1/2 t ground sea salt
1/2 c water to use as necessary to keep moist as you cook

I make this really easy and throw it all into a pan and cook it till the meat is browned or the garbanzo beans have absorbed the spices.

Sour Cream Topping
1/2 cup Greek Yogurt
1 t chili powder
1/2 lime (juiced)
1/2 t garlic powder

Mix all together and add a dollop your taco!

Keeping it real! Kathy

Move over Quaker! Better Peaches and Cream Oatmeal

I used to LOVE those easy packages of quaker oatmeal when I was in high school.  You know the box that came with the variety of flavors?  Maple Syrup, Strawberries and Cream, Peaches and Cream, etc? My favorite was Peaches and Cream. Hands down. And I was so excited when they started to make a box of only Peaches and Cream.  No more choosing. No more carefully selecting which day got which flavor so you could have your favorite only when you needed it most!

Well I was inspired by the peaches in season. Peaches are one of my favorite fruits.  My kids love them too.  So this morning, when we had slim pickings for breakfast, I decided to make my own version of Peaches and Cream Oatmeal.

It was a hit!

Peaches and Cream Oatmeal

1 cup organic old fashioned oats (really, steel cut are best but they take so much longer)
1 cup milk or non-dairy milk substitute
3/4 cup water
1/2 t vanilla
1 peach, diced small
1 T maple syrup
Additional maple syrup to taste

Combine oats and liquids (first 4 ingredients) and bring to a boil.  Continue cooking over medium heat until liquid is absorbed and oats become thick (about 5 minutes)...stir frequently to avoid burning.  Turn off heat.

Add peaches and maple syrup and stir.  Let sit for a minute so the peaches get soft.
Transfer to bowls and add maple syrup to your perfect taste.

This serves about 2-4 depending on appetite. In my case, my kids polished it all off and I only got a little taste.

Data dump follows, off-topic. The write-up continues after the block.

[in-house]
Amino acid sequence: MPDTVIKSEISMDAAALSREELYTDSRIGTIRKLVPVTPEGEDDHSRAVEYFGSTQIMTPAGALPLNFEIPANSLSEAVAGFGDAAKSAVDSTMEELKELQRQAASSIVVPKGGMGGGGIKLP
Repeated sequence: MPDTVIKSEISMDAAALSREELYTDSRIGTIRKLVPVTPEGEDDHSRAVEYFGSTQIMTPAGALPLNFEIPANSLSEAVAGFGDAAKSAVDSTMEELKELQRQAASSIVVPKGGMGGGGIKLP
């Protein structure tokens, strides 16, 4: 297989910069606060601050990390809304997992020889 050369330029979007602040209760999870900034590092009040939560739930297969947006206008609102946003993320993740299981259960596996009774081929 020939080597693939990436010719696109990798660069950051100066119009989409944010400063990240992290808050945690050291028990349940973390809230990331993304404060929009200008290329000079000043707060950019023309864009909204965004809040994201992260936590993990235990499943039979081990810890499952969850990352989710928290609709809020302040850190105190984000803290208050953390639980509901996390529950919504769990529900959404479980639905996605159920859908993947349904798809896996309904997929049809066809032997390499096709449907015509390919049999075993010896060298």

On another note, after about a month of neglecting our garden, we have blight on our front yard tomatoes and our accidental pumpkin patch (a result of our lazy attempt at composting and using the dirt that obviously still had viable seeds!) died off early.  We are having an early harvest.  What cute pumpkins! I just hope they'll last till October.

Keeping it real! Kathy

Torture or reality? The Roasting of a Pig

I'll admit - I'm a little chicken to post about this experience on this site.  I had a somewhat hard time dealing with it myself.  But it's part of life - so why hide it?

We went to visit my family in Chicagoland this summer.  We had a family picnic - kind of a reunion-slash-birthday party. My dad turned 80, another uncle turned 85 and yet another is turning 70. 

Let me pause just to reiterate that we were in the midwest.

Hopefully that's all the context you'll need.

My mom has wanted to have a pig roast for years.  This was her opportunity.  It takes a lot of people to eat a whole pig.  So you need to have quite the party.

In the midwest, pig roasts are pretty common.  They are a feature of many weddings even.  

We don't eat much meat - especially from pigs. Given the common practices of feeding and treating pigs, I don't really want that stuff in my body.  Nor my children's.  But when in Rome...